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Scrutinizing Blood

James Heath and Leroy Hood's microfluidic chip to test blood for cancer proteins is under development, reports Technology Review. In the chip, blood droplets enter a microscale channel that then narrow so that only serum can pass through. These narrower channels are lined with DNA bound to antibodies to capture proteins and that fluoresce. That fluorescence can then be read under a microscope or by a scanner and the amount of light can indicate the concentration of that protein. Heath and Hood describe their work in Nature Biotechnology.

Meanwhile, researchers from Massachusetts General Hospital report in Nature Cell Biology that microvesicles released from tumors, particularly gliablastomas, can be found circling in a cancer patient's blood. They think that the vesicles can be used as biomarkers for treatment progression, tumor recurrence, and to individualize treatment.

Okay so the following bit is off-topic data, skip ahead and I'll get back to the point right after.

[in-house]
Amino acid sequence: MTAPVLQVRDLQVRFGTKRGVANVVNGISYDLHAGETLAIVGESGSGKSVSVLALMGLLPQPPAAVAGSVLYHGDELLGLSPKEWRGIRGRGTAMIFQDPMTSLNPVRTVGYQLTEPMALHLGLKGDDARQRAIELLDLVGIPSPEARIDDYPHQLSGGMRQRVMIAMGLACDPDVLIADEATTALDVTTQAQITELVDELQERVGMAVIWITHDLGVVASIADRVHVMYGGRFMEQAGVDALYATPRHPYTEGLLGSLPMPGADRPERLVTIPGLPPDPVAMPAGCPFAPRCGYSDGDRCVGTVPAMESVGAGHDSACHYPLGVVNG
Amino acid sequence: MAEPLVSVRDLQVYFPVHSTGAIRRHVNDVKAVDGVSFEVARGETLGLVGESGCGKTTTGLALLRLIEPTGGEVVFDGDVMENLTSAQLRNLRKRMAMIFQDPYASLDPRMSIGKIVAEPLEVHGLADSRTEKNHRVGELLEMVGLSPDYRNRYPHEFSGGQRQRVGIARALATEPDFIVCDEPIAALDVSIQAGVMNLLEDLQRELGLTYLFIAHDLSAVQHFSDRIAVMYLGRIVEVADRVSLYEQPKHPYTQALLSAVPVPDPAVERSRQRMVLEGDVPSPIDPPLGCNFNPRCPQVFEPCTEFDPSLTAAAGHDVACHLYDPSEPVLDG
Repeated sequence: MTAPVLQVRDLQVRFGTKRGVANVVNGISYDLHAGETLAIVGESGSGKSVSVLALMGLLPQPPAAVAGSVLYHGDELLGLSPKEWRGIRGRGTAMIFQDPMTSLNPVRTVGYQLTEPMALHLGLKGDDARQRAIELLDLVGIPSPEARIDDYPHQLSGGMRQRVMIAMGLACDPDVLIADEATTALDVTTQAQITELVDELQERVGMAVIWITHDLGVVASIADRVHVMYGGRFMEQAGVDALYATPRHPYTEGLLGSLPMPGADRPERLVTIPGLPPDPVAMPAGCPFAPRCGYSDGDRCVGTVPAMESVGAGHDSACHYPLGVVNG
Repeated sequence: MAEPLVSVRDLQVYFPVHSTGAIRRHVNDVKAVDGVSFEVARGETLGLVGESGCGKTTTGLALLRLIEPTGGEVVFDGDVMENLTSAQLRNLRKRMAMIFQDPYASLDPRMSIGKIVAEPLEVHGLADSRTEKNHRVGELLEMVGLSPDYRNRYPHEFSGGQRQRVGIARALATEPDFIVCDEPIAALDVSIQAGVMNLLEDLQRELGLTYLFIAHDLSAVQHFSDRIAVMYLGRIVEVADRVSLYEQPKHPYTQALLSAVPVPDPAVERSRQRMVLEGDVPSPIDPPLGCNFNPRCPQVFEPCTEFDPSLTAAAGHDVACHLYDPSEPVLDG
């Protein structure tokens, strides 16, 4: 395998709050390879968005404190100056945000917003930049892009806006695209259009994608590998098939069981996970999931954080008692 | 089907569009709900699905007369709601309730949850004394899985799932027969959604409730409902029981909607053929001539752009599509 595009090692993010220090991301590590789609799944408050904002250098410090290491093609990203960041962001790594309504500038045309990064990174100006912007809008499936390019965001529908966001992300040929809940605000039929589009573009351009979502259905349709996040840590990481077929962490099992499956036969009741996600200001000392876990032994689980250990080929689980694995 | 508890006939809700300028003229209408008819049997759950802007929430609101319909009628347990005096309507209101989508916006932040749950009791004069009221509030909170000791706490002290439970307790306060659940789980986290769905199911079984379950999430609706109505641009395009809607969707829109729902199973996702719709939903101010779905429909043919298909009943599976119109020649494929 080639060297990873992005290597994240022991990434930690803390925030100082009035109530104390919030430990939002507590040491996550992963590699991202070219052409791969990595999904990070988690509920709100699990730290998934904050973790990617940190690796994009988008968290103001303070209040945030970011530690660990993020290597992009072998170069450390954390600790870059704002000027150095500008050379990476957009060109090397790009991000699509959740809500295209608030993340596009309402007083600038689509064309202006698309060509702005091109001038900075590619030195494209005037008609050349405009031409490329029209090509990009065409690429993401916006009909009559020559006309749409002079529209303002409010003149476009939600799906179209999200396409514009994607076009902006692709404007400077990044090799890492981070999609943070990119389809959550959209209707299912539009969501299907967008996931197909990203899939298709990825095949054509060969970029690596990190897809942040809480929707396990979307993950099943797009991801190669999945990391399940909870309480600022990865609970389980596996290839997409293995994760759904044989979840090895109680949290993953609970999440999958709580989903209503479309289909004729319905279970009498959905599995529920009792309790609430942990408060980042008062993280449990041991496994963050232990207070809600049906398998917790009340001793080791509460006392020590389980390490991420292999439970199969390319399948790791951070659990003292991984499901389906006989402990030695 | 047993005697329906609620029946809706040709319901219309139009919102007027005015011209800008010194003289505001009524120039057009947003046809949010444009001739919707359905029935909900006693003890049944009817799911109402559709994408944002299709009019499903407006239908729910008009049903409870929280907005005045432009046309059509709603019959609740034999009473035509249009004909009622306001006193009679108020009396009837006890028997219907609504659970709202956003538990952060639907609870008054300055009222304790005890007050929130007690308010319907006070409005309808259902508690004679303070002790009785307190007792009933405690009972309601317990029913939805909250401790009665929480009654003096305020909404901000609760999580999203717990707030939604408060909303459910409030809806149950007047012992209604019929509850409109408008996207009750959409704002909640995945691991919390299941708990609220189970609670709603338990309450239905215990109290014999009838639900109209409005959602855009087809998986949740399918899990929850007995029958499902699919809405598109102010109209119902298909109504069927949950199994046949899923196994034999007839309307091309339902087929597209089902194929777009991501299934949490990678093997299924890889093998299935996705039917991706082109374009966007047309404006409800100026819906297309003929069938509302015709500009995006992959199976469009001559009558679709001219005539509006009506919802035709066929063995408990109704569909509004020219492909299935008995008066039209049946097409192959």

The Scan

mRNA-Based Vaccine on the Way in China

China may soon have its own mRNA-based vaccine, according to Nature News.

Arranged Killing, Fraud Alleged by Prosecutors

The Wall Street Journal reports that prosecutors allege that the co-founder of a biotech arranged to have a business associate who threatened to expose him as a fraud killed.

Whirlwind Decade of CRISPR

The New York Times looks back at the 10 years since the University of California, Berkeley's Jennifer Doudna and her colleagues published their CRISPR paper.

PNAS Papers on Blue Cone Monochromacy Structural Variants, HIV-1 Mutant, T-ALL

In PNAS this week: structural variants linked to blue cone monochromacy, HIV-1 variants affecting the matrix protein p17, and more.